Organizations likely have professional developers doing modern and sophisticated coding, using languages from Java to Node.js to Python as the need moves them. And it also probably has users doing drag-and-drop visual app building that we wouldn’t even call coding. Yet everyone’s using the same data sources, and at some point these apps will probably need to connect with one another.
The goal should be to have a cloud platform that can meet all these extremes on the developer spectrum, said Amit Zavery, in a quick-and-interesting interview with O’Reilly Media’s Mike Henderson at the recent Fluent and Velocity conference held in San Jose, California last June, in which Oracle was a Diamond sponsor.
“The platform underneath the covers still remains very much the same,” Zavery said. “So anybody can work on it, but I can provide you different interfaces and different capabilities and different levels to build on those code bases.”
Zavery described how developers are using cloud to build modern web apps while also squeezing value from their legacy, on-premises systems. For brand new applications, they’re using modern techniques — container-based applications, with a Microservices architecture and whatever programming language makes the most sense for that development team. But they’re also looking to lift and shift existing apps onto a cloud infrastructure.
At Oracle Code New York keynote earlier this year, Zavery himself presented what it looks like to build modern apps with microservices, chatbots, DevOps, and an API-First approach. The keynote included live demos that provided a clear idea of what it looks like for a developer to take advantage of a cloud platform.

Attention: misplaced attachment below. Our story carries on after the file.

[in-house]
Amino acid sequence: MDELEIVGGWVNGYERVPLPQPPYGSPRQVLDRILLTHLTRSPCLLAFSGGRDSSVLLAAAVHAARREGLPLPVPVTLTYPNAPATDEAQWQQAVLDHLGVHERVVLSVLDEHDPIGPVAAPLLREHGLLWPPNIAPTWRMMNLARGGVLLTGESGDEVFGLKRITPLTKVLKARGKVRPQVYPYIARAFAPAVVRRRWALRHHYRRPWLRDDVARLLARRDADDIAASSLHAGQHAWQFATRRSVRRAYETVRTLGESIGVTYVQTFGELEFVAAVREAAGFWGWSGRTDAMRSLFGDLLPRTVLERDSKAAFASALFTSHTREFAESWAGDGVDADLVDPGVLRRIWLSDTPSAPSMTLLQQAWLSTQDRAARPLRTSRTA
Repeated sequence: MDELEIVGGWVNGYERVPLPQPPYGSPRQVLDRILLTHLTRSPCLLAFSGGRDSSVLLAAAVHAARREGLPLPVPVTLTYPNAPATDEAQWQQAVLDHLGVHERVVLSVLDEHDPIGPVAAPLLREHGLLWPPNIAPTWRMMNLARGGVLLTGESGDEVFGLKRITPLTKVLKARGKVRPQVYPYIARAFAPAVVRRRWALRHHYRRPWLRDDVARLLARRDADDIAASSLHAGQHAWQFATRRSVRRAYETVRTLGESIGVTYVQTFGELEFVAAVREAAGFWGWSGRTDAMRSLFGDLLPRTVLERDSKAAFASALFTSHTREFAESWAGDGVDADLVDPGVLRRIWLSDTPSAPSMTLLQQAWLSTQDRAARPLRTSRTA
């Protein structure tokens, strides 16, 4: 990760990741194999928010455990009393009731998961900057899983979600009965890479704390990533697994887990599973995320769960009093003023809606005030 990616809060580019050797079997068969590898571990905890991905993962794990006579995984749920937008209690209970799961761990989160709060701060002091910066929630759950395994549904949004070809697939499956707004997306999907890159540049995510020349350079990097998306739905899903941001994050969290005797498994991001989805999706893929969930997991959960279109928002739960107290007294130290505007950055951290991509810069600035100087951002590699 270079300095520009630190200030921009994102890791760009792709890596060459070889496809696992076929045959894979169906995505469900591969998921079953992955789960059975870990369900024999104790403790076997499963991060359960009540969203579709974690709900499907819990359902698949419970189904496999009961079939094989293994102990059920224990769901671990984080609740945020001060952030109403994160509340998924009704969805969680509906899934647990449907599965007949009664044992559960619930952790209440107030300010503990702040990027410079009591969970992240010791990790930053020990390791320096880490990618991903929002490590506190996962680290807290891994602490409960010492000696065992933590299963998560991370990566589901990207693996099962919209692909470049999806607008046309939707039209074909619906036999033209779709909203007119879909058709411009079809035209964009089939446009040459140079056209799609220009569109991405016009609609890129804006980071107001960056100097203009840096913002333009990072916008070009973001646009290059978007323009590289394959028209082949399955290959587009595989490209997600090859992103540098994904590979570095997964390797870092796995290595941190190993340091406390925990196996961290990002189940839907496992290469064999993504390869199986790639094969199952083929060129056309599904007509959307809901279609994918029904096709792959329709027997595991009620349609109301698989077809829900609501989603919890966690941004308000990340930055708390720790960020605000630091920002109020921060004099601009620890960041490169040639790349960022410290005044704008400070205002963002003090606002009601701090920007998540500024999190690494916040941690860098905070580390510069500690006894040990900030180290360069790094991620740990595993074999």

“They don’t want to do everything from scratch,” Zavery said. “You do want to take advantage of the modern environments and modern technologies, but you also want to get value from the assets you have.”
Developers can get a lot of benefit from a diverse ecosystem of products, cloud services, and open source projects that support modern, cloud-native application development. Oracle itself, for example, has created and recently open sourced key tools for building, debugging, and running containers.
Developers today want an integrated platform that can give them as much tooling and technology they want for building an app, a variety of ways to deploy it in cloud environments or their own data centers, and tooling that meets varying levels of developer sophistication. “We cater to any kind of developer you can think of,” Zavery said.
Here’s the full interview: Aiding the cloud-native developer with Amit Zavery (Oracle)